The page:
"He would have probably shot anybody, the first one he come to, you know what I'm saying?" the elder Maynard told AP.
"I know he was off. I know he should have been in a hospital," the father said, adding that his son had previously been in an institution. He refused to elaborate, saying only that "the same problem was eating him again."
Rockel would not comment about whether Crum's death is connected to recent high-profile deaths of prosecutors and police from around the country.
That question would be left up to prosecutors, he said.
Crum's children, Julie and Bub, joined authorities Thursday afternoon on the courthouse steps in Williamson.
Hubbard asked everyone to pray for Crum's family and said the last 26 hours had been a difficult time for everyone in Mingo County.
Thornsbury said on Thursday night that Crum was aware of the dangers in his job and had received anonymous threats since he took office.
"A couple of ministers came to him just last week. One minister said he had a vision that harm was going to come his way," Thornsbury said. "He knew it. We talked about it 30 or 40 minutes before he died. He said that even if he got threats he wouldn't fret ... that he would fight back."
A memorial service and visitation will take place Saturday at 5 p.m. at Mingo Central High School in Delbarton. A funeral service will also be held at the school Sunday at 1 p.m.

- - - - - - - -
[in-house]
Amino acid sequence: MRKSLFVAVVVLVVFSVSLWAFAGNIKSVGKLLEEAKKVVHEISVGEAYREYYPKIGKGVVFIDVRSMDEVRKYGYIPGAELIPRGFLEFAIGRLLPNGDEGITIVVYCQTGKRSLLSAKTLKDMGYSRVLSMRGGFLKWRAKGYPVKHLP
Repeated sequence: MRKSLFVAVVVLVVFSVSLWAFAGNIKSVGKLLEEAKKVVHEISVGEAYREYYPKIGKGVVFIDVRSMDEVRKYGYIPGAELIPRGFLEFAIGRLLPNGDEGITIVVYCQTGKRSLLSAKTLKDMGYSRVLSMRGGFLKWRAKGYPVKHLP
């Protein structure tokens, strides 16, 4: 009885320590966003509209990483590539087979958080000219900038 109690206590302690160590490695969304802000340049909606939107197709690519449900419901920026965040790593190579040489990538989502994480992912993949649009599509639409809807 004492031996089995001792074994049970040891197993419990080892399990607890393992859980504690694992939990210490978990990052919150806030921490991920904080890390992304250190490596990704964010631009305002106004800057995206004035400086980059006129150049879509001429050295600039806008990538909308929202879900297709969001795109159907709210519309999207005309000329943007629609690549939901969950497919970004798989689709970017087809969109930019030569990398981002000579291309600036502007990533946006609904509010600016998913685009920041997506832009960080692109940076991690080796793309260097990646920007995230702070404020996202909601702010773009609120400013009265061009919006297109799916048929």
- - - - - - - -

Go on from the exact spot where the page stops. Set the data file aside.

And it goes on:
"Sheriff Crum will receive all honors fitting of a law enforcement officer," Hubbard said.
Crum took office in January. He had campaigned on ridding the county of illegal drugs, particularly the illicit use of prescription painkillers. His crackdown on the drug trade in the county had been dubbed Operation Zero Tolerance.
Prosecutors say Crum liked to park his SUV on his lunch break near a shuttered "pill mill" every day.
Before Crum's death, Maynard had never faced criminal charges in West Virginia, according to county and state records. Baylous said State Police had responded to past incidents involving Maynard, but he declined to elaborate.
The mental health problems described by Maynard's father appear to stem from a lightning strike near a drilling rig at Drummond Co.'s Shoal Creek mine June 27, 2007. Tennis Maynard sued more than two-dozen people and companies in 2009 over injuries he said he suffered at the mine. A lightning strike sparked an explosion, which news reports at the time said injured six people.
The lawsuit doesn't detail the nature of his physical injuries or say exactly what happened. But Maynard claimed he endured "extreme, severe, prolonged emotional and mental pain and suffering," depression and post-traumatic stress disorder as a result of the incident.
The mine west of Birmingham, Ala., had been cited for a string of safety problems and had been shut down for six months the year before the lightning strike, when methane gas ignited and the mine flooded. The case had been put on hold, and a hearing was set for August.
The Associated Press and Gazette staff writer Rusty Marks contributed to this report. Reach Travis Crum at travis.c...@wvgazette.com or 304-348-5163.